Often times as bettors we strike out a horse off a poor effort because of some preconceived notion like distance limits or bad rides (or whatever it is we make up to fit our handicapping view). A lot of times we are off base. Pants on Fire bled pretty bad in the Derby and looks to be a no-show for the Preakness. “We’ll take him back home to a big old fluffy stall and see how he is in a couple of days.” Great quote.

Speaking of the Preakness there are a couple of horses for shooters, which should make the task very difficult for Animal Kingdom. Dutrow's horse has talent, Sway Away (I think) is a top three year old and Dance City, who raced so well near the speed in the Arkansas Derby, have booked flights. This will be one heckava horse race, and in my opinion, much better than the Derby was for bettors with an opinion.

Master of Hounds, who I agree looks like a great addition for the Belmont, was "bright as a button" today.

Zito's comments on Dialed In were good, I thought. Originally it looked to me he did not fire, because he was being asked at the three quarters without a real surge, but looking at the replay he closed fairly well. A lot of folks thought he was not a 10f horse, but I think the Derby erased those questions. If the half was 46.3 I am pretty sure that he would have been right there. I am not sure if y'all agree.

We need a Dialed In caption contest for Jessica's pic of him after the Derby. I'd go with "Nick, what the hell did you just put me through?"

I am a bit curious on Soldat. I am not a huge fan, but I think he'll show something later on. I think he was not right at GP and perhaps just did not like the going at CD.  There is nothing wrong with him. “He had a perfect trip, but just wasn’t good enough yesterday. He came back fine and scoped clean last night.”

Quote of the day for me from trainer Kathleen O'Connell, who saddled a well beaten Watch Me Go:

  • Although disappointed with the fate of her Tampa Bay Derby (GII) winner, O’Connell was able to put things into perspective Saturday night. “My only consolation was: I felt so bad, so depressed leaving here, and then I drove by Mr. Jinks’ barn and thought ‘I should be ashamed the way I was feeling the way I did,’ ” said O’Connell, referring to Jinks Fires, whose Derby starter, Archarcharch, suffered a leg injury. “Here his horse was coming back in an ambulance, that’s about as devastating as you can get.”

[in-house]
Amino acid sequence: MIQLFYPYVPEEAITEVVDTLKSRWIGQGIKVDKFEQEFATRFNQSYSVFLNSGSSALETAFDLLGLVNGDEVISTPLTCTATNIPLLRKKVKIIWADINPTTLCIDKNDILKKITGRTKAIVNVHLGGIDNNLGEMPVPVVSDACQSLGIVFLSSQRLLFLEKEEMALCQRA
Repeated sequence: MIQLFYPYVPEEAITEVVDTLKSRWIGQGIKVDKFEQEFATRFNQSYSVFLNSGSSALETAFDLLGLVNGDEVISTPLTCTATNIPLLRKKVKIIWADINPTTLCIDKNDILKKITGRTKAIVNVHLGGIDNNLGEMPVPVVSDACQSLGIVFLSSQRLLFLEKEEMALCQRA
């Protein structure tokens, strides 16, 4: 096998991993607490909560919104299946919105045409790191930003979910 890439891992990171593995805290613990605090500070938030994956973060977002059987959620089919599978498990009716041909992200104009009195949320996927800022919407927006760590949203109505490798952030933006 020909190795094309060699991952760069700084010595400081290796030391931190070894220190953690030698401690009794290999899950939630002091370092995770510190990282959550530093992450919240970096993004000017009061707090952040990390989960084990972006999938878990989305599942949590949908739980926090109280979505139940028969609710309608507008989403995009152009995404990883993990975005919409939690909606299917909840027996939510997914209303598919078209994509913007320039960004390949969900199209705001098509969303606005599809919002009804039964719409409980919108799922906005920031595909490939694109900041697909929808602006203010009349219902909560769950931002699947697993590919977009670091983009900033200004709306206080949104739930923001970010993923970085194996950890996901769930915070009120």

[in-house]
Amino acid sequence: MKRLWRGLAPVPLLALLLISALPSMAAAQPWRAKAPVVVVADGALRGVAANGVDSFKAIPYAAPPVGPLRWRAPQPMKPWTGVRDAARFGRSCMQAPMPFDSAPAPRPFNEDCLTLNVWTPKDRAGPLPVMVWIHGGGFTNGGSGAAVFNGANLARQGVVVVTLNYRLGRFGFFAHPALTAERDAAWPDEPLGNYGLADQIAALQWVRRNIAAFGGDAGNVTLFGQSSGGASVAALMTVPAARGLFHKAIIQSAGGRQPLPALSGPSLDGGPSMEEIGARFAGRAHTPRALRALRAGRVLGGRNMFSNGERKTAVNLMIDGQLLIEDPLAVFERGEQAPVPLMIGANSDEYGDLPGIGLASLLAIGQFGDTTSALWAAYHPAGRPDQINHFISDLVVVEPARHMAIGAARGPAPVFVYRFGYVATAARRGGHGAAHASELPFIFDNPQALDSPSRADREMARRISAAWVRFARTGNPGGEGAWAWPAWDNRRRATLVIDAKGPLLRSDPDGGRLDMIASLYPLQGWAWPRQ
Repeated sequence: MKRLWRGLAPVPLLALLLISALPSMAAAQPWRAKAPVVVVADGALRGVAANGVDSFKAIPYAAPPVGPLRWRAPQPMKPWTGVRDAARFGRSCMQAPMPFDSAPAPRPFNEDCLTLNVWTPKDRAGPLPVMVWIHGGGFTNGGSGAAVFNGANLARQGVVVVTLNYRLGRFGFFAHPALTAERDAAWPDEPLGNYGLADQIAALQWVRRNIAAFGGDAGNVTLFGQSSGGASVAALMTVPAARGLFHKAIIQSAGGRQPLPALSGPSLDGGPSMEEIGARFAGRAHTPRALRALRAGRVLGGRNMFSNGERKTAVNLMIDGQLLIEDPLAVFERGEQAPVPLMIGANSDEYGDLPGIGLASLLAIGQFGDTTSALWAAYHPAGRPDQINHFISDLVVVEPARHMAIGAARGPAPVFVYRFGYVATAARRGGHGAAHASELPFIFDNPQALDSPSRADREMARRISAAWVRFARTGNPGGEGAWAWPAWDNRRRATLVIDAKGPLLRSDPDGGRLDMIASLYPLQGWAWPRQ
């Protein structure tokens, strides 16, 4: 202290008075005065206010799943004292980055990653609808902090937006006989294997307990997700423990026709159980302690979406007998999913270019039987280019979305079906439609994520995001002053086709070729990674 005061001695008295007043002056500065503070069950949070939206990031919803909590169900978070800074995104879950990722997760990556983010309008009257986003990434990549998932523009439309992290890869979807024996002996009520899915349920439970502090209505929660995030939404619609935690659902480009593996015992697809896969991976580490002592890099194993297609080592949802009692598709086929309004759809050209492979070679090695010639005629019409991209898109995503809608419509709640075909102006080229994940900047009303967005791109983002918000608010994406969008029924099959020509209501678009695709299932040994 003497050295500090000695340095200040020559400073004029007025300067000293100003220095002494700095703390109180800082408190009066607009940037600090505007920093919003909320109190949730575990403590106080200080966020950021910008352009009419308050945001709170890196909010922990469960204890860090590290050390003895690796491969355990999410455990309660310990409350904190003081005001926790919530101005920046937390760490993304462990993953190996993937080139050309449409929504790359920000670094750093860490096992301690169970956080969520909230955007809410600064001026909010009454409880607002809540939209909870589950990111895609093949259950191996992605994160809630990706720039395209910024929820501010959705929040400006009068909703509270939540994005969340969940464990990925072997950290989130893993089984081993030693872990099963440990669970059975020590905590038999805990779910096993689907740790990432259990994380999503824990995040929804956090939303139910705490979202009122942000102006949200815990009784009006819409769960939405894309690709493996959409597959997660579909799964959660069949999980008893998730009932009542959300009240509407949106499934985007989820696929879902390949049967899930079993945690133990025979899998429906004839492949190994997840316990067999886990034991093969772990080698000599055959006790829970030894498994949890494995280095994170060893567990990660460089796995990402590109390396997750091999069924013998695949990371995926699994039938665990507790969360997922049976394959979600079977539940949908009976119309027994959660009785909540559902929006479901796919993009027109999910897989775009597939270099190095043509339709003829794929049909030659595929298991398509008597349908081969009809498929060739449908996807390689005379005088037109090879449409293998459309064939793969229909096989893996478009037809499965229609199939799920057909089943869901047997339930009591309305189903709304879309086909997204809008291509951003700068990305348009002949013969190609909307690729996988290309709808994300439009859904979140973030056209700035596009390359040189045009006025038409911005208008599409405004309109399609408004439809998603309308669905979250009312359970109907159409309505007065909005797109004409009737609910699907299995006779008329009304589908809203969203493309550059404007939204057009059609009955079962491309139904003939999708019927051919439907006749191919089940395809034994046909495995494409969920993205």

That's the kind of class and perspective we had in a different age in racing. We need more of it.

Have a great Sunday everyone.

Saturday, May 7, 2011

Derby Line by Line

It was quite a show today. So much for a boring Derby (I don't know about you, the Derby is never boring).

Here are some thoughts:

My software called for a fast half, and after all, it's the Derby - we always have a fast half. Not this time and there were no rank speedballs to throw a wrench. Shack went 46 in the Florida Derby, but Castanon almost stole the thing here with almost a 49. I think the jockeys with the speed had "don't be Joe" on their lockers.

When you turn on the pre-game show and see people who think pace is something owners do before a race telling us about "hearing the rail is bad", it's time to go long. Archaracharch was felled by a hairline, and early reports say he's going to be ok, but the trip he got was fine.

@Insidethepylons hit the super on twitter, and the tri. However, he is heavily bankrolled. You need to be to hit that sucker.

No one hit the super high five. It carried over.

2011 was was the Year of the "Woman-Who-Picked-Pants-on-Fire". It's like every chick with a hat that was interviewed on TV bet this horse. At 7-1 he had to be one of the most underlaid bets in Derby history.

Oh, hold it. Maybe Twice the Appeal was. He was 9-1 on the board and 34-1 on betfair.

Anna is now known as Rosie. She seems to be doing well, so I too would like to be known as Rosie. I might get mentioned on NBC like 386 times.

O_Crunk on twitter picked Animal Kingdom, but @joedrape did too. Who was first? We'll never know. It's a grudge match, but Crunk posted it before Drape's piece, so take that Mr. New York Times.

The two "take a shot because this Derby looks poor" horses - Animal Kingdom and Master of Hounds - both raced very well. It was a good year to spike and fire.

The $100,000 win bettor this year chose Mucho Macho Man. It was a good pick; the horse raced well. But I think he's probably listening to the Bee Gees on the way home tonight.

For me it was the year of the photo. I bet tons of races each year, and photos tend to even out, but when you get hit with Regal Ransom, Apriority and Fusa Code with supers and pick's in the balance, you have to think someone is a'gin ya. Other than shorting Jaycito, Uncle Mo and The Factor because of physical issues, I made very few good calls on the Derby this year.

The Pick 6 carried over for over a half a million. I'll be swinging at that.

I have no idea what's up with Soldat. I did not like him today, but he is a better horse than he has shown in his last two.

We won't read that synth preps can't win the Derby - for at least a month.

"Tired of trainers lying to me". Horse owners everywhere nodded.

I wish Sway Away made it in. The Derby either needs an AE list, or owners who scratch their horse on time.

I have followed betfair since pretty much their inception. I have never seen $237,000 wanted to be bet on a US horse there - ever. But I did this year. Amazingly it was on Twice the Appeal and it popped up at about two minutes to post. Here is the evidence.